"Mr. Vice President, I'm Don Zimmer," said Don Zimmer modestly.

"I know, I know," said Bush. "You used to play for the Mets, didn't you?"

"I was one of the original Mets," said the nonplused Zimmer.

Everybody knows Zimmer managed the Red Sox, but not everybody knows who he played for.

For the high and mighty, Bush had a different approach.

"I'm George Brett," said Brett, with a grin.

"George who?" said Bush, looking him in the face quizzically.

Brett and Fred Lynn were laughing half an hour later.

Before this game, Bush had great plans. He said that on the plane he suggested to Yastrzemski that "maybe I should stride up to the plate with a bat, point to left field and take one cut. If you hit it, good. If you miss it, you haven't lost much . . . The guys thought it was a lousy idea."

Perhaps they had gotten wind of Bush's last batting adventure while on the campaign trail last fall. While jogging with the president of the University of California, Bush spotted a batting cage at a college practice field. "Let's try it," pleaded Bush. Once in the cage against a semiserious college Iron Mike, Bush found out the truth. He still can't hit.

"Whiff, whiff, whiff," he said grumpily. "Then, finally, a couple of foul balls. I was awful, absolutely awful. . . no excuses."

Then Bush noted, "I've now started wearing glasses, so I can see."

Those Iron Mikes better watch out now.

This evening, as Bush was introduced to his 13-year-old catcher, Derrick Williams, who was wearing jeans, sneakers, a Police Athletic League T-shirt and the glove of Kansas City's Frank White, the vice president sized up his battery mate and thought he had spotted an athlete.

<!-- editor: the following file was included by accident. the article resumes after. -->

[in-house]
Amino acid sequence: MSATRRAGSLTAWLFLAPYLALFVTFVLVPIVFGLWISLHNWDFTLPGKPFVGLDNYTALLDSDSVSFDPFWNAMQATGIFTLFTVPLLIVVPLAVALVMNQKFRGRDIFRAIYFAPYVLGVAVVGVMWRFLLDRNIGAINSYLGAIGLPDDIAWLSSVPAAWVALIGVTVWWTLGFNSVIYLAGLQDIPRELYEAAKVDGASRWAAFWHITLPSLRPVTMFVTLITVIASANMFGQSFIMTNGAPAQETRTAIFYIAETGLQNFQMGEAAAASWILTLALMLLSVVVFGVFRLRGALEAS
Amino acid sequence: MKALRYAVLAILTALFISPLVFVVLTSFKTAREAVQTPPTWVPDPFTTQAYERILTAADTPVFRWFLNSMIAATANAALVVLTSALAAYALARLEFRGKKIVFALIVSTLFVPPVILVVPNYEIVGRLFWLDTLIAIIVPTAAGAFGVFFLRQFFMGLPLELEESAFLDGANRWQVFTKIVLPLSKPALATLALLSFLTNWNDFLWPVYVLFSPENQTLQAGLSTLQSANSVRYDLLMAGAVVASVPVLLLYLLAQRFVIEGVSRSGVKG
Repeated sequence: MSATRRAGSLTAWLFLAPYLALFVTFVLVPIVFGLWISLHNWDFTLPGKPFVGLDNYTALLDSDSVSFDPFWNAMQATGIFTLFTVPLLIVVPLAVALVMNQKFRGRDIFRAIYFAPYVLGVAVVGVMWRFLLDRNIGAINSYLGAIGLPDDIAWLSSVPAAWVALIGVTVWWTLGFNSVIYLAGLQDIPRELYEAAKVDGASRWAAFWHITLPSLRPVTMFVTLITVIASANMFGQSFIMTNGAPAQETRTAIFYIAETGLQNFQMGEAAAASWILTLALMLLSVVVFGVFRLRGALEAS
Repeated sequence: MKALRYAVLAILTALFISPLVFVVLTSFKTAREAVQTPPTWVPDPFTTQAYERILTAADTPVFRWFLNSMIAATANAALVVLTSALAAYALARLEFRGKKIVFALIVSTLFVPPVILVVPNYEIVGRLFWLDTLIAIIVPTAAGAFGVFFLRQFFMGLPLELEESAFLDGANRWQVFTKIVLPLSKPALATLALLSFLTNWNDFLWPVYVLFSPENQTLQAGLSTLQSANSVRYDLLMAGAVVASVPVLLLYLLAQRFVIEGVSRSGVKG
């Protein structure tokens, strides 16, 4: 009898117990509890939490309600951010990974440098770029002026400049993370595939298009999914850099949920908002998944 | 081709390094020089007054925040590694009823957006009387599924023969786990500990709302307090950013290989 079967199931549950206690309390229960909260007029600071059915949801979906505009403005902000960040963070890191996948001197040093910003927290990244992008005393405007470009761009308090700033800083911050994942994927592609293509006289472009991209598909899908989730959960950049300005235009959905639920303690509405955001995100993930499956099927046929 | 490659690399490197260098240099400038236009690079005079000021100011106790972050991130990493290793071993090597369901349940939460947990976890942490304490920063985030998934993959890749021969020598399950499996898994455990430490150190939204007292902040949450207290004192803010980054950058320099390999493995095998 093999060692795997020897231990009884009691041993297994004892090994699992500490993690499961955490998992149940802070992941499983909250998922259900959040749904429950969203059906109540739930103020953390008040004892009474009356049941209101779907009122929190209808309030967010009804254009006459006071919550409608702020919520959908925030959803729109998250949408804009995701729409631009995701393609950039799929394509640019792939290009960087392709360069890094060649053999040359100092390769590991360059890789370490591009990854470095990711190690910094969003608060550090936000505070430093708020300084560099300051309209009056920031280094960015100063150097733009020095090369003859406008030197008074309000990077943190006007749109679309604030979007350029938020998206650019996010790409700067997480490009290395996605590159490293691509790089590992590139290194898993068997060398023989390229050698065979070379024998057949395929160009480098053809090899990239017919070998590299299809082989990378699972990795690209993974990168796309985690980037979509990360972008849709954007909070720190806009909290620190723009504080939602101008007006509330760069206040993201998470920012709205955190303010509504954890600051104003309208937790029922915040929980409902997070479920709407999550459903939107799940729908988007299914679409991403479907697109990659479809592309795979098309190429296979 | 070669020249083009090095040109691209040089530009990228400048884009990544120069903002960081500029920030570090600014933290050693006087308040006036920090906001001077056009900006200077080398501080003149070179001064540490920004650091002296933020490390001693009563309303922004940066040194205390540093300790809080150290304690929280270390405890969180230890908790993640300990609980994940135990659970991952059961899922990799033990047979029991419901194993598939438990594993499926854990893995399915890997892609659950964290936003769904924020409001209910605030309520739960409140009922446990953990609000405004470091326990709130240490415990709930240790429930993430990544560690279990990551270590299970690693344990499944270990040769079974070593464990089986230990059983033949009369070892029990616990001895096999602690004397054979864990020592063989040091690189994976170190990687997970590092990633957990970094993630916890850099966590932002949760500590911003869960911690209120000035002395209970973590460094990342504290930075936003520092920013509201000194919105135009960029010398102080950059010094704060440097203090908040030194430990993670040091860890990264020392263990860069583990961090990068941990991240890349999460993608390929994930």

Gradually, Bush warmed up with short tosses to him. Then, he started spinning the ball in a minicurve. "It's really breaking tonight," he said playfully to Bob Hope. "Let's try the knuckle-curve."

Finally, Bush had confidence in the child. During the long minutes of ceremonial time wasting, Bush took the boy aside and said, "Well, what are our signals? How about 'one' (finger) for a fast ball and 'two' for a curve? If you get nervous about the curve ball, just give me a 'one.' "

The kid smiled. Maybe not as much as when he got Yastrzemski's autograph. But it was a smile.

Bush threw out two first pitches. The first was just your basic not-so-fast ball. But, on the second, he could resist. He broke off the slider and the kid had to make a nice lunging snag or the ball would still be rolling somewhere out in western Ohio.

The participants dispersed. Bush hopped back over the railing into his bullet-proof, glass-enclosed seat. The crowd gave him the usual bored mixture of unenthusiastic cheers and sarcastic boos that are reserved for vice presidents who fly all over the country at taxpayers' expense, making silly ceremonial appearances at games about which they obviously couldn't care less.

The largest crowd in All-Star history figured Bush was bored to tears.

Derrick Williams knew better.

In the milling crowd, Bush caught the little boy's eye. "Well done," said Bush, grinning, "Hey, how'd you like the . . ."

And the vice president made the universal snapping motion of the wrist to indicate a breaking ball.

Make no mistake, when the vice president of the United States decides he's going with the slider, that's what it's going to be.